The Coca-Cola bottle, with its distinctive contoured glass, was created a century ago as a way for the soft drink company to give its product a competitive edge. As the company website explains, “In 1915, Coca-Cola attempted to fend off a host of copycat brands by strengthening its trademark. The company and its bottling partners issued a creative challenge to a handful of U.S. glass companies: To develop a “bottle so distinct that you would recognize if by feel in the dark or lying broken on the ground.”
The winning design, created by the Root Glass Company of Terre Haute, Ind., worked — so well, in fact, that a century later the company is still using that basic concept to market its signature brand. Coca-Cola this year is celebrating the 100th anniversary of the bottle — and its influence in pop art and other realms — through a global advertising campaign, art exhibitions and a photo book, among other avenues.
Now the bottle and its history will also be the subject of a new “authorized” documentary, according to The Hollywood Reporter. (Coke will help pay for the movie’s marketing.)
“When I can hold up a Coca-Cola bottle and ask, ‘is this art or is this commerce?’ and most commonly hear ‘it’s both,’ that sets the stage for an intriguing narrative,” the movie’s producer and co-director, Matthew Miele, told THR.
That narrative could include how the Coke bottle became the first commercial product to make it to the cover of Time magazine in 1950, or how it provided fodder for artists like Andy Warhol — and, especially if the film touches on today’s backlash against soda, it might even mention that the 10- and 12-ounce bottles that made their debut in 1955 were called “King Size” and a 26-ounce bottle was marketed as “Family Size.”
Miele and his team reportedly hope their documentary will premiere in November to coincide with the Nov. 16, 1915 date that the bottle design first won a patent.
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There were 18 million military veterans in the United States in 2018, according to the Census Bureau. That figure includes 485,000 World War II vets, 1.3 million who served in the Korean War, 6.4 million from the Vietnam War era, 3.8 million from the first Gulf War and another 3.8 million since 9/11. We join with the rest of the country today in thanking them for their service.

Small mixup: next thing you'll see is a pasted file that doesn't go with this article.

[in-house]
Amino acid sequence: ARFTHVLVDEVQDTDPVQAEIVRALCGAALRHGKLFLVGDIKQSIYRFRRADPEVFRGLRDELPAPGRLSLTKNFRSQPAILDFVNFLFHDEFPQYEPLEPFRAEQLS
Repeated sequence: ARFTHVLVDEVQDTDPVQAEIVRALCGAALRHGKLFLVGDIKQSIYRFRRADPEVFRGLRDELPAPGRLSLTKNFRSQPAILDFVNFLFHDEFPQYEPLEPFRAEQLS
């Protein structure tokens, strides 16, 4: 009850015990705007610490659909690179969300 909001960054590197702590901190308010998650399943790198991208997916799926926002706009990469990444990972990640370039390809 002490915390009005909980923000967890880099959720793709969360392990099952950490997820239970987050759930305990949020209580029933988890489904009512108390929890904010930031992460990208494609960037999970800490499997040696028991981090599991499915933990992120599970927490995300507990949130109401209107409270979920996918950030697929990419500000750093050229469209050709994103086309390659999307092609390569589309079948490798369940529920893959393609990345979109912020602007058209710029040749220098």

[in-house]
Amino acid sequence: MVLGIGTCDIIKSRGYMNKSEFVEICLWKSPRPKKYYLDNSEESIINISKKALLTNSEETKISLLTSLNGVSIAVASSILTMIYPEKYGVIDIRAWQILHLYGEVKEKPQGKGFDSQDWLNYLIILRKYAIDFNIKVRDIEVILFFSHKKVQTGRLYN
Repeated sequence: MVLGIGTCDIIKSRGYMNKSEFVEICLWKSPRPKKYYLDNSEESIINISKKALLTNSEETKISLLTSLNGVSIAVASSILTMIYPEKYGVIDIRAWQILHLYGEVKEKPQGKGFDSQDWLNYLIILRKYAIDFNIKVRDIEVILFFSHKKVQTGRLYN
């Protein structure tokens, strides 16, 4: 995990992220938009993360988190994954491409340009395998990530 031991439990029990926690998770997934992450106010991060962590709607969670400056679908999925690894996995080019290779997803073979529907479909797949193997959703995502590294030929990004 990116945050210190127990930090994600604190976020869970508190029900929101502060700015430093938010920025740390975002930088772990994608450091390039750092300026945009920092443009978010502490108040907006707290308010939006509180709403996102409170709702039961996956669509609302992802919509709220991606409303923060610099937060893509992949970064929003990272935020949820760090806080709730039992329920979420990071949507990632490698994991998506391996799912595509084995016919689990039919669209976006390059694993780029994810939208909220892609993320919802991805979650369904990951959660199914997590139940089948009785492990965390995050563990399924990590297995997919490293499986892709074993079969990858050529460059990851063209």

Democratic presidential candidates are proposing a variety of new taxes to pay for their preferred social programs. Bloomberg’s Laura Davison and Misyrlena Egkolfopoulou took a look at how the top four candidates would fare under their own tax proposals.
“The fact is very little medical care is shoppable. We become good shoppers when we are repeat shoppers. If you buy a new car every three years, you can become an informed shopper. There is no way to become an informed shopper for your appendix. You only get your appendix out once.”
— David Newman, former director of the Health Care Cost Institute, quoted in an article Thursday by Noam Levey of the Los Angeles Times. Levey says the “consumer revolution” in health care – in which patients shop around for the best prices, forcing doctors, hospitals and pharmaceutical firms to compete with lower prices – hasn’t materialized, but the higher deductibles that were part of the effort are very much in effect. “High-deductible health insurance was supposed to make American patients into smart shoppers,” Levey writes. “Instead, they got stuck with medical bills they can't afford.”
The House Ways and Means Committee released a new analysis of drug prices in the U.S. compared to 11 other developed nations, and the results, though predictable, aren’t pretty. Here are the key findings from the report:
- The U.S. pays the most for drugs, though prices varied widely.
- U.S. drug prices were nearly four times higher than average prices compared to similar countries.
- U.S. consumers pay significantly more for drugs than other countries, even when accounting for rebates.
- The U.S. could save $49 billion annually on Medicare Part D alone by using average drug prices for comparator countries.